Nearly six months after its release, the COVIDSafe app is out of the top 10 charts for iPhone apps today.
- It has been six months since the launch of the Kovid Safe app but the government has not revealed how many people are using it
- Experts ate that the app would be more useful as communities are navigating the tension between activity and cases
- Despite ongoing negotiations, the government is still refusing to include Apple and Google features in the app
Not the overall rankings – in the free apps in the health and fitness subcategory.
Sandwiched between workouts by muscle booster and Reflectly Journal: Daily Diary, COVIDSafe is a multi-million dollar app compared to “sunscreen” for coronavirus by Prime Minister Scott Morrison in April.
Registrations have slowed to over 7 million and it has now entered Australia’s top 200 free apps.
The government continues to support this and experts are predicting that the app could get into it as Australia tries to find the coronavirus common.
A spokesman for the health ministry told ABC that the government was promoting the application and working with states to track their consultation needs.
It continues to release new features, in response to feedback from some community.
Dana Sharp, 19, from Western Australia, who is now studying in Canberra, is typical of millions of Australians, despite government efforts.
“I come from the country, so it doesn’t matter much to me,” she says.
“My brother never said this thing about it. It’s not useful and it never came to me.”
Appetite for app
Although her brother had doubts about the technology, Ms Sharp said she could download it in a wide spread.
Yet there is support in the wider community.
Tommy Tonga, 35, a Canberra barber shop owner, wants his customers to use the app.
“We have a lot of customers, whether they are interstate, or visiting or working here, there are two hotels nearby, so people are going in and out,” he says.
He said he was happy to sign up at his shop, encouraging customers to use the app.
More than 20,000 COVID-19 cases have been reported in Victoria, but a health ministry spokesman said only “more than 1,842” cases have agreed to share their application data.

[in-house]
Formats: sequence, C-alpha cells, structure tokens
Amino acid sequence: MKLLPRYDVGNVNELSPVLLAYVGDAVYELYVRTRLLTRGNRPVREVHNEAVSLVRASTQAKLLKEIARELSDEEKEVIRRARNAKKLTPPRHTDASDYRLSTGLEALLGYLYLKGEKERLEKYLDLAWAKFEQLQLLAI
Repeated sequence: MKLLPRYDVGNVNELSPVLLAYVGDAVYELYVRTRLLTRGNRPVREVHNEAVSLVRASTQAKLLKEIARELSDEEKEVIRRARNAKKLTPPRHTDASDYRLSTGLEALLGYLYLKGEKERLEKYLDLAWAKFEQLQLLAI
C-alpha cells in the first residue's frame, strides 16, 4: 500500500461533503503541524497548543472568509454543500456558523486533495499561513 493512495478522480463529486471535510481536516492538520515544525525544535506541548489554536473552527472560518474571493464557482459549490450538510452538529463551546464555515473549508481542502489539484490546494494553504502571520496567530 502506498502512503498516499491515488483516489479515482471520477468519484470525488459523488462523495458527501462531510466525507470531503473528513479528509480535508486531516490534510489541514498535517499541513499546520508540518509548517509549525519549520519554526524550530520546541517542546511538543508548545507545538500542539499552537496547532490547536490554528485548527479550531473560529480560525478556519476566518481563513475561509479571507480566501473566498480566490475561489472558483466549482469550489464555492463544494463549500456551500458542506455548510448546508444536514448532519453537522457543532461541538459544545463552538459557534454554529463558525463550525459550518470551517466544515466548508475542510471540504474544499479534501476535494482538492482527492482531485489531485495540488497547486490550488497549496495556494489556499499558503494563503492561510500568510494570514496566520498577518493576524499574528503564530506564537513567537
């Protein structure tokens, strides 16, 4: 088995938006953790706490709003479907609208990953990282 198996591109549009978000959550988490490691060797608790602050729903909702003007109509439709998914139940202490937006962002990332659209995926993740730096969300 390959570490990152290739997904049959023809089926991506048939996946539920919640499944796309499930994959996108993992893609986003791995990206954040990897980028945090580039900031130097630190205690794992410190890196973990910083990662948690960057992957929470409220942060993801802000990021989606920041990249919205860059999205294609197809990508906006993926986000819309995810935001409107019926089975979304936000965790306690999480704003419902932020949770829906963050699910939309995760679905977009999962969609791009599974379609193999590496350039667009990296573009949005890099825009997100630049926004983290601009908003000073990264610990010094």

Caroline Compton, a lecturer from the University of Western Sydney and an expert on tensions between law and policy, said some did not download theirs because they did not trust the government enough to justify intrusions on their civil liberties.
She said it could be surpassed if the app demonstrates its value, but that has not yet happened.
But had some success.
NSW health officials used the application data to identify 68 close contacts, including 14 contacts who were not identified by manual tracing.
The next wave
Julie Leesk, a public health and infectious disease specialist at the University of Sydney, said the app could get into it soon.
“The place where the app is useful is when you have people who are unfamiliar with mixing with each other and in situations where you don’t have the opportunity to register on that platform,” says Dr. Leesk.
“For example a busy bus or a taxi driver in Sydney a few weeks ago.”
But she is wary of the impact of technology.
According to information provided in August when testing a locked iPhone, another locked iPhone was detected only 50 percent of the time.
Retired couple Faye and Lawrence Twights both downloaded the app as soon as they saw it on television.
“It’s no harm, and it can help,” Mr Twights said.
The app instructions say “To keep COVIDSafe active, open the app every few hours”.
Mrs. Twights said she would turn it on when she went out of the house unaccustomed, but her husband had a more casual approach.
“I’m checking that it’s on … not too often,” he said.
“Actually, you mentioned it today. I hadn’t thought about it for a week or so.”
The government is in talks with Apple and Google on how to integrate their technology framework, which they say will be more effective in identifying contacts.
Although the technology is flawless, Dr. Leesk warns that the app has only a peripheral role in the public health response.
“The main characters in this film are you with symptoms and loneliness, fast contact tracing, hand washing, wearing a mask if you can not move and fast testing if you have physical distance,” she said.
“Everything else is extras.”